45. To boost the viability of clean energy trade projects, Singapore is also partnering the US on a Feasibility Study on Regional Energy Connectivity. This is part of the US’s Net Zero World Initiative. The US will collaborate with Singapore and Southeast Asian partners to explain the benefits of greater connectivity, as well as assess the technical, legal, and commercial steps that we need to take to realise ASEAN’s vision of a regional power grid network.
46. We should not forget the role that international organisations also play. They shape our understanding of the dynamism in global energy markets and help us to seize opportunities in the energy transition. Last year, we announced that Singapore and the International Energy Agency, or IEA, are exploring the possibility of establishing a regional cooperation centre here in Singapore. This will help broaden the IEA’s outreach to the Asia-Pacific and accelerate the region’s low-carbon energy transitions.
47. Singapore also has strong partnerships with the International Renewable Energy Agency, or IRENA. We will continue to strengthen and broaden our relationship with them.
48. The global energy transition is a challenging but critical undertaking that the world will need to manage the existential climate crisis. MTI will work closely with all of our industry stakeholders and our international partners to enhance our energy resilience in a low-carbon world.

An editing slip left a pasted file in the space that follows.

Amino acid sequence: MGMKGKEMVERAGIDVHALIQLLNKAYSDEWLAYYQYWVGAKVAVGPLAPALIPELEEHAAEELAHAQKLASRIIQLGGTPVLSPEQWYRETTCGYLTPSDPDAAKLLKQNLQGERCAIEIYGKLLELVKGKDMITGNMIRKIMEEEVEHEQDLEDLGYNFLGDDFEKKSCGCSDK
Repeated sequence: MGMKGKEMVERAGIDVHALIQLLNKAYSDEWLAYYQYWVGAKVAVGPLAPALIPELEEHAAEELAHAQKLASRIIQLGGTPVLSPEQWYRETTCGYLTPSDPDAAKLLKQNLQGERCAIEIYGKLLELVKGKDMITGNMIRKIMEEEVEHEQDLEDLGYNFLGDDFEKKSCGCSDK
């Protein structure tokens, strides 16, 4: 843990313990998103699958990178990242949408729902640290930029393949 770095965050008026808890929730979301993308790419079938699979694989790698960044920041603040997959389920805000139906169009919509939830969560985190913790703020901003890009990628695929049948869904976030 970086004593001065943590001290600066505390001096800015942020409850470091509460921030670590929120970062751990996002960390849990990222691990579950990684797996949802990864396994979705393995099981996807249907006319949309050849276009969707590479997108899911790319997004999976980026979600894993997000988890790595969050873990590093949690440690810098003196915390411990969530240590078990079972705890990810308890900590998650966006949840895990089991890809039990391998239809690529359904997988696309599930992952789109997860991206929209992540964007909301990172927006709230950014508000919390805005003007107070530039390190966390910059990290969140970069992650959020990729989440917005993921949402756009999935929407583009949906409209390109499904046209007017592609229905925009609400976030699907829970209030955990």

49. Ms Janet Ang asked how we will help business through this transition. I have shared at length how we are transforming the way we produce electricity and energy. But managing demand is also key to achieving a more sustainable future. There are multiple schemes such as the Energy Efficiency Fund and Energy Efficiency Grant, which will help our businesses to become more energy efficient. Business and individuals will have to play their part to use more energy efficient equipment and conserve energy in their daily lives.
50. Sir, let me conclude with a few words in Mandarin.
51. 正所谓 “穷则变，变则通，通则久”。新加坡缺乏天然资源，我们能有今天的繁荣离不开我们善于变通，在逆境中寻找机遇的精神。我们要立足当下，放眼未来，才能确保我们继续在这个瞬息万变的世界保留新加坡的一席之地。
52. We must constantly keep an eye on the future and think and reinvent for the long-term about how we can grow sustainably.
53. Together, with all of your support, we will continue to build a better, more resilient and an even more vibrant Singapore.